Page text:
Girls bring the WOW factor

Girls bring the WOW factor

Pop megastar Beyoncé sang about girls running the world and that’s what more than 500 school students were empowered to do at the Girled World WOW Summit at RMIT.

Girls coding

A diverse mix of Science, Technology, Engineering and Maths (STEM) experts, entrepreneurs and business leaders joined girls aged 14 to 18 at the event on 16-17 June.

The World of Work (WOW) summit was designed to equip and educate the next generation of girls with the skillsets, mindsets and techsets they’ll need to lead, succeed and thrive in ever-changing, technology-dominated 21st century workplaces.  

RMIT’s involvement in the event spanned from sponsoring girls to attend to current entrepreneurship students mentoring participants in breakout design thinking sessions. RMIT Activator supported the event as a Design Thinking Real-World Problem Partner, while various RMIT alumni, including new StartupVic CEO Judy Anderson and RMIT ABC Fact Check researcher Sushi Das took to the stage to inspire the crowd. Founder and CEO of millennial consultancy Emergent and RMIT College of Business Advisory Board Member Holly Ransom kicked off the event with a keynote. 

School of Science Associate Director, Planning and Resources Owen Shemansky said the school was proud to sponsor 50 students from the University’s Schools Network Access Program (SNAP).  The program is designed to increase tertiary access and participation of eligible students from SNAP partner schools by giving them priority access to RMIT’s certificate IV, diploma, advanced diploma, associate degree and degree programs.

“We had an overwhelming number of responses from girls wanting to attend. It’s particularly pleasing that we were able to sponsor several girls from rural Victoria,” he said.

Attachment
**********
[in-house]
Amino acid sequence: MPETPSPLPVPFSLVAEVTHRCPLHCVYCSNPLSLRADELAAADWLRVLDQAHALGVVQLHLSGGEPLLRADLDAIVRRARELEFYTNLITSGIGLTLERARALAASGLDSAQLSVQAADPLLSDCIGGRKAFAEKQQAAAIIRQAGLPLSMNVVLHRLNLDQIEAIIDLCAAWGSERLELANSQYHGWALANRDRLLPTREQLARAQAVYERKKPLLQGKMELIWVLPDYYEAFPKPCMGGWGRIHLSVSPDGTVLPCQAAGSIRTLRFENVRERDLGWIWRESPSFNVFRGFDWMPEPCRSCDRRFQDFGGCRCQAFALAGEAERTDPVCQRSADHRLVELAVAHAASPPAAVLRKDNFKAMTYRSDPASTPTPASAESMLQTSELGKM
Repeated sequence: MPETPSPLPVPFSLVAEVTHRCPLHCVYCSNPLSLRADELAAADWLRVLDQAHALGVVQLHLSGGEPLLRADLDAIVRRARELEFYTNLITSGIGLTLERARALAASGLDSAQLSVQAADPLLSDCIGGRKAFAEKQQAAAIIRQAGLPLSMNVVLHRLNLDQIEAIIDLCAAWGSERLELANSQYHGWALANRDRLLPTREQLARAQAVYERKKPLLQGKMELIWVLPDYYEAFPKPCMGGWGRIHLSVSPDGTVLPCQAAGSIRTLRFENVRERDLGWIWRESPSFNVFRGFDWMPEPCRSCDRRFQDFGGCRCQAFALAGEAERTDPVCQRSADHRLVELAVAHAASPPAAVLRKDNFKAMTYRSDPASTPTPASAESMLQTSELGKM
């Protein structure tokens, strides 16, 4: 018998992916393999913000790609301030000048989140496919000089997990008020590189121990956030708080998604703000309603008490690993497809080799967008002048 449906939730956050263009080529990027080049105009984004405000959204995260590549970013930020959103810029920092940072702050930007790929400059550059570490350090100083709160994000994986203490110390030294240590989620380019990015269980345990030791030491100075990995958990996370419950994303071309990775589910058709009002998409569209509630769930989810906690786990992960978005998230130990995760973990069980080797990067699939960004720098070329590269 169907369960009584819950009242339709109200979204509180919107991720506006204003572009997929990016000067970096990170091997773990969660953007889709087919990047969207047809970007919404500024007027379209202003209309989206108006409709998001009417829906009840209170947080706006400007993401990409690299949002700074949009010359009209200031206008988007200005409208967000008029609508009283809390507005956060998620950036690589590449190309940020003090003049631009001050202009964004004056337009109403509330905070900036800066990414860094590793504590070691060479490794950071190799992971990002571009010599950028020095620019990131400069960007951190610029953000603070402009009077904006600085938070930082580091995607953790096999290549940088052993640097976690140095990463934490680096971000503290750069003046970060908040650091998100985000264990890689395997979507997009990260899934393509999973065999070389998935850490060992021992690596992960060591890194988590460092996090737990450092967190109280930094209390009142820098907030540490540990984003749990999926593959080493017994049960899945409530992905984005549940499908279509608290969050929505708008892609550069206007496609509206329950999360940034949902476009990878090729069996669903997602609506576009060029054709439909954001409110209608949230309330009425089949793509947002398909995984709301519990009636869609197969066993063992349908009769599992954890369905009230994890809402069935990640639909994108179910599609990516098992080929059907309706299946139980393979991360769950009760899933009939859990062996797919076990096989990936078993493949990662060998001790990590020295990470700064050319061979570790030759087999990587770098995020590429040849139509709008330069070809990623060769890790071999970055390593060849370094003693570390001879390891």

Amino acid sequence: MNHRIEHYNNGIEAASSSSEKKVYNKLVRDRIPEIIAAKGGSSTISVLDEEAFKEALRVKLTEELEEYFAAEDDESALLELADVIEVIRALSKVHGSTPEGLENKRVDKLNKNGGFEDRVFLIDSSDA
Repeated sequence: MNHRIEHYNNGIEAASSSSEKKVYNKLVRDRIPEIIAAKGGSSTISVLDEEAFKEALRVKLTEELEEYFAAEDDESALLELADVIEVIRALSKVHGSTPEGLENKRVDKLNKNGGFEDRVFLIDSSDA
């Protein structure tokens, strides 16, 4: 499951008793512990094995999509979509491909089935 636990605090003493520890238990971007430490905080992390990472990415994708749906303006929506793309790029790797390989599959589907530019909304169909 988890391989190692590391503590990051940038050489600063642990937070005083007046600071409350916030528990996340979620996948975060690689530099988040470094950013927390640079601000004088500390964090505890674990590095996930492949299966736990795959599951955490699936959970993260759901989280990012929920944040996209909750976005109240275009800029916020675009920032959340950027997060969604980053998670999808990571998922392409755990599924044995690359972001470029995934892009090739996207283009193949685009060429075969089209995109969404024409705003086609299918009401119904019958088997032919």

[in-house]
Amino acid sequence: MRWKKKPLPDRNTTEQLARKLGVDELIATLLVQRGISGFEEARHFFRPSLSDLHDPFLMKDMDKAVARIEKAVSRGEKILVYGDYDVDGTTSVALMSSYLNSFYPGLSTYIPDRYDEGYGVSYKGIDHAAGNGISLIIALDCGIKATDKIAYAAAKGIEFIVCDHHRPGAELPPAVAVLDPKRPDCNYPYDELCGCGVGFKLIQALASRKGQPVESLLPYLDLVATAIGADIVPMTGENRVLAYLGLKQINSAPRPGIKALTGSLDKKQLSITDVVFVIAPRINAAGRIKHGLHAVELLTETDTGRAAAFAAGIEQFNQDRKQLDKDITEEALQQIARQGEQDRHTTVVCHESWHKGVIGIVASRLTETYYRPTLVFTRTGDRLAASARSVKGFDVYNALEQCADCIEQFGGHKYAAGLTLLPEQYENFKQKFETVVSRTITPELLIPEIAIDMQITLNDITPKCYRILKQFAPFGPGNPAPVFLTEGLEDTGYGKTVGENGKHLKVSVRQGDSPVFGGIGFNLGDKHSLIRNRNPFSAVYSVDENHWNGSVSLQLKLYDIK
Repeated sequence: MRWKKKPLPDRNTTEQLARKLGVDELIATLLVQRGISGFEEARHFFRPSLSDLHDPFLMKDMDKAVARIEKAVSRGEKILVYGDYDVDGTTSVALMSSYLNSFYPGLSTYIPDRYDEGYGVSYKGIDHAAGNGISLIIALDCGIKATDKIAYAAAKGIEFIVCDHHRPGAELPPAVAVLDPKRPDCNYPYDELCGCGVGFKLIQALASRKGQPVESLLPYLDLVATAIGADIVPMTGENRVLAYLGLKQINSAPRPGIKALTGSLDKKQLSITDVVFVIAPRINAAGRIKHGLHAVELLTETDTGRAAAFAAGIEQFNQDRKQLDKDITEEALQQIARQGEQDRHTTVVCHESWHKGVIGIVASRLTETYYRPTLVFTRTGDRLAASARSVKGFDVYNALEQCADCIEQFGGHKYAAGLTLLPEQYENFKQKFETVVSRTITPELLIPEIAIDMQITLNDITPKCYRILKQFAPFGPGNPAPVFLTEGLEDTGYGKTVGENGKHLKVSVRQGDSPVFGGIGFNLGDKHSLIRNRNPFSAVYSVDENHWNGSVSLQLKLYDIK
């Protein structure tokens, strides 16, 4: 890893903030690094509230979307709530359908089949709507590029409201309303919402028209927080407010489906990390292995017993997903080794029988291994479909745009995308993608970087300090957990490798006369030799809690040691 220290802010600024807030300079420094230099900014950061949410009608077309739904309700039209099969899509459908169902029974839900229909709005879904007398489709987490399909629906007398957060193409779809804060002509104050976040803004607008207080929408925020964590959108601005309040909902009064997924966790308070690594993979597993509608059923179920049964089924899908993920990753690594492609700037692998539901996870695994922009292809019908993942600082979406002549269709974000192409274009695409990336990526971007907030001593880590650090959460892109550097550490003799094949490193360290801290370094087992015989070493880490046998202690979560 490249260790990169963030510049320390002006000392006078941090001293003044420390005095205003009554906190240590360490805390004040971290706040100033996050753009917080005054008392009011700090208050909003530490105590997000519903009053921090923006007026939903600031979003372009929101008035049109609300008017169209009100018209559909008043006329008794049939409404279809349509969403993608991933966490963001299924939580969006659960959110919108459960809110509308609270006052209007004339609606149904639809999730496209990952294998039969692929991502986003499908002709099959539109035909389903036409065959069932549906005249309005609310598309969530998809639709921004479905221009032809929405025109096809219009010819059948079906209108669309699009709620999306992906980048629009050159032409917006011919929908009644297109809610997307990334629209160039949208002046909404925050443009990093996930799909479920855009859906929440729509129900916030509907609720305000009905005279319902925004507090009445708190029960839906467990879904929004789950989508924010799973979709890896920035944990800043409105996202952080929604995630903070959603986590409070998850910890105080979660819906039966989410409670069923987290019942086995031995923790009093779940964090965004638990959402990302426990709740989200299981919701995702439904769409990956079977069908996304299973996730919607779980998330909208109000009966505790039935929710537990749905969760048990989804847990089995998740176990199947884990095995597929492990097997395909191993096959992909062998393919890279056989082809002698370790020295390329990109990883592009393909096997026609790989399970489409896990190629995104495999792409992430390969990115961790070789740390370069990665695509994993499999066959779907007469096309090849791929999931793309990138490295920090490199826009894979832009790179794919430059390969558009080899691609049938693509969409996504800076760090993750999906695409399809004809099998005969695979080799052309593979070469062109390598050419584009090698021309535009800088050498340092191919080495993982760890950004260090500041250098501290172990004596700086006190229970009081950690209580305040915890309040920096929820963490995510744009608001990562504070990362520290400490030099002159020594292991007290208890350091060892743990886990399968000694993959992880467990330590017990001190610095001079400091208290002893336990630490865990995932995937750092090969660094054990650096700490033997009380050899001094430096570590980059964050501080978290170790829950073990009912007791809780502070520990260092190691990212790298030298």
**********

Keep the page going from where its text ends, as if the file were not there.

“The subject matter was pretty forward-thinking, topical and exciting for everybody; girls and boys alike. It’s technology, it’s innovation intersecting with business, and it gave attendees an opportunity to be a part of the current digital revolution.”

The School of Science has an overarching commitment to girls and women in STEM.  It co-ordinates RMIT’s in2science program, where students go into SNAP schools and mentor and inspire future scientists, and also runs regular iBelong programs, RMIT’s on-campus experience for selected SNAP students designed to inspire them to pursue tertiary education.

Shemansky said the school believed supporting girls and women in STEM was fundamentally the right thing to do for gender, social and economic equality.

“We know that everyone benefits when there’s more gender equity in the workplace and that includes when we are innovating in science, technology, engineering and maths. We get better ideas and outcomes when there’s more diversity,” he said.

“We know role models are critical for encouraging girls into STEM fields. We’re actively increasing the number of female academics we have so they can inspire our female students. The research tells us that’s critical for attracting girls in the first place and keeping them engaged with us throughout their degree.”

Girled World was created to bridge the gender gap and STEM pipeline problem by connecting girls with real world leaders.

RMIT Activator Director Renzo Scacco said the start up incubator wanted to build a strong female community.

“Entrepreneurial mindsets don’t start on your first day of university.  The summit is helping girls unlock that thinking,” Scacco said.

“I attended not only as a supporter but as the dad of an awesome 16-year-old girl who wants to change the world.”

Co-founder and COO of Girledworld Edwina Kolomanski said RMIT and the edtech start-up was “pretty much” a perfect match.

“With RMIT there is such strong alignment with looking at education more holistically rather than looking at a rigid curriculum environment,” Kolomanski said.  

“RMIT is an institution that is so much more than just giving you a piece of paper at the end of the degree. It’s about up skilling students with real world skills and experiences that you need.”

Kolomanski said the WOW summit was about preparing girls for life, not a job.

“We are not prescribing future careers, we are thinking about careers more holistically. We know the linear job for life construct of the 20th century doesn’t exist anymore,” she said.

The Saturday program was broken down into three key focus areas - world-shaping mindsets, future-facing techsets and work-ready skill sets - and all attendees received a Certificate of Critical Thinking to add to their resume.

The Sunday program focused on design thinking and real-world problem solving, with attendees receiving a Micro-Credential in Design Thinking.

Story: Amelia Harris 


  • Science and technology
  • Society
  • Future World of Work
  • Business
  • Equality, Diversity & Inclusion

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